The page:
By Robert L. Scheier
Only three weeks into the New Year we’re awash in analyst predictions about what new capabilities CIOs will need from service providers. Three areas that keep coming up are mobile app development and testing, big data (analytics), and social media (using content created by customers or employees to drive sales and other benefits).
I predict customers will want more help in mobile and big data than social media. Here’s why.
Many service providers have the programming skills to create good-looking mobile applications, and to test them – maybe with the help of a crowdsourcer. But knowing which mobile apps to develop, and the design that will appeal to a particular geography or culture, will require closer cooperation (and maybe even some onshore presence) for a service provider to get right.
Helping an organization craft a mobile strategy provides even more value, but is more challenging. Many retailers, for example, are battling “showrooming,” where a customer examines a product in a store but buys it for less online. I can imagine a service provider designing, for example, an app that detects these real-time price comparisons and offer an instant discount or combo offer such as an extra warranty or accessory if the customer buys on-line. But that requires a level of retail experience not every service provider will have.
Which brings up the second hot area: Big data, which means the rapid analysis of extremely large datasets to detect problems or opportunities. Service providers have been offering business intelligence (analyzing sales or other data to guide decision making) for years. What’s different about Big Data is, well, how big it is and how quickly the organization must react. Business intelligence might have required reviewing sales by product category such as food or men’s clothing every week, Big Data might require capturing, analyzing and acting on every on-line price search from every customer in every store as it happens.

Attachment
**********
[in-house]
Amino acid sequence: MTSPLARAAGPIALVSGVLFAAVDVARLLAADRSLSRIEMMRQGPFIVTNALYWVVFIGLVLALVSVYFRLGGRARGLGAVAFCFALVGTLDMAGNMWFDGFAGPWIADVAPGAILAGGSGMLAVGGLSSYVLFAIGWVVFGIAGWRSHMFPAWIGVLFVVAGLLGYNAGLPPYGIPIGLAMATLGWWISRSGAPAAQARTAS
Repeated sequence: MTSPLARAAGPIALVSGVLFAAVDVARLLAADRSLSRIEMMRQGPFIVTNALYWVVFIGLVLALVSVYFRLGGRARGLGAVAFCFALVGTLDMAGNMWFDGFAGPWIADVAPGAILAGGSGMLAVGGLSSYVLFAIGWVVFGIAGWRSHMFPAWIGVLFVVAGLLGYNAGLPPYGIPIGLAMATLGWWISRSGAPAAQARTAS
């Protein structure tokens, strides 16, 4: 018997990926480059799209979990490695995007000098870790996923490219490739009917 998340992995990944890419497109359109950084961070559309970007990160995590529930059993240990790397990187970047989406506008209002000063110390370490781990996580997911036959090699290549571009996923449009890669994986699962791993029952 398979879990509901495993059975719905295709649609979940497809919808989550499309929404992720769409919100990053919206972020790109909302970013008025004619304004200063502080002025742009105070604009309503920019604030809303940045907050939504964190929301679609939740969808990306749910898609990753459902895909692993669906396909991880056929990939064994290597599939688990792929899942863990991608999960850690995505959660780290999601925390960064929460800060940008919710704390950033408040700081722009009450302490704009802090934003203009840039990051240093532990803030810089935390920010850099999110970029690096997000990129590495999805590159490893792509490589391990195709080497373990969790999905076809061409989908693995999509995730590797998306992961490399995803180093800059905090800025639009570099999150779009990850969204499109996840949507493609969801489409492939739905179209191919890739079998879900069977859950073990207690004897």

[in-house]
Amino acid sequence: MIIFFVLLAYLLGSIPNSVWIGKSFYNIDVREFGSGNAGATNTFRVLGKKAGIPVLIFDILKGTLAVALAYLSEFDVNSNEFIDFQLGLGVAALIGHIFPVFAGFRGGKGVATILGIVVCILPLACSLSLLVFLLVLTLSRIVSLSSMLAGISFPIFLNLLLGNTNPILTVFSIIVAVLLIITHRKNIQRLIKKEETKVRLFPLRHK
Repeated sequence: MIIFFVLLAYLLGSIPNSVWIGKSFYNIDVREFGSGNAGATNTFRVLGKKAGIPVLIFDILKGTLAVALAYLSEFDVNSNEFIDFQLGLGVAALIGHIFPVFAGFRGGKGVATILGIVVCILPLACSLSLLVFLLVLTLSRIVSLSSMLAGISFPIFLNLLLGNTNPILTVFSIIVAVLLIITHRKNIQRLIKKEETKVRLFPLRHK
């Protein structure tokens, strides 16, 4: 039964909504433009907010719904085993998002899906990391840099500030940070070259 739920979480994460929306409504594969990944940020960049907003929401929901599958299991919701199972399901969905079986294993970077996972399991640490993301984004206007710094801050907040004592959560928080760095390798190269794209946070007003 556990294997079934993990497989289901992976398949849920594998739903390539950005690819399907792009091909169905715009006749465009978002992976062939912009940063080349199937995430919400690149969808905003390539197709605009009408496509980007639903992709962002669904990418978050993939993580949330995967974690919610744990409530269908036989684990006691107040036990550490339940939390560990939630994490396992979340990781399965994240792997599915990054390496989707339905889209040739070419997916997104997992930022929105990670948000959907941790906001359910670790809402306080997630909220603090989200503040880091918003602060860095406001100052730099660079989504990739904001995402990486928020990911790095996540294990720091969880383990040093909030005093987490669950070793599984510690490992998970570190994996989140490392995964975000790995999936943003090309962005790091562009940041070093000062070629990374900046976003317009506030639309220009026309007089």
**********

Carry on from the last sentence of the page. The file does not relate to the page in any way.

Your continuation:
Service providers can help with Big Data if they have, as many do, deep strength in technical areas such as database design and high-end analytics. Just as with a mobile strategy, it’s even better if they have deep retail expertise. But how many service providers also have the deep, current understanding of how consumers in a bandwidth-rich country such as Korea or Japan “showroom” vs. a country such as the U.S. where mobile broadband is newer? And would you as a CIO turn first to a global services provider or to a niche consultancy for help with that?
Which bring us to social media. IBM recently launched a new effort in this area, with a big focus on educating businesses on how social medial can help them. The fact social media is so new is one reason why CIOs are less likely to turn to global service providers for help than with mobile or Big Data projects. The culture, training and hiring of many global service providers are built around providing standardized, repeatable and established functions such as invoicing, accounts payable or help desk at low cost and high quality.
Social media, on the other hand, is still rapidly evolving (hence IBM’s focus on just explaining it to people.) It’s also all about quality content, which is an editorial (rather than a technical or business process) skill which is not a core competency of the average service provider. Finally, social media requires a lot of real-time commenting, sharing and linking of quality content using culturally appropriate terms. Again, it’s not the easiest thing to outsource.
So in 2012, I expect mobile development and testing are no-brainers to outsource with big data analytics a strong second, as long as the provider also has some vertical market skills. But social media will be a much tougher sell. What’s your take?
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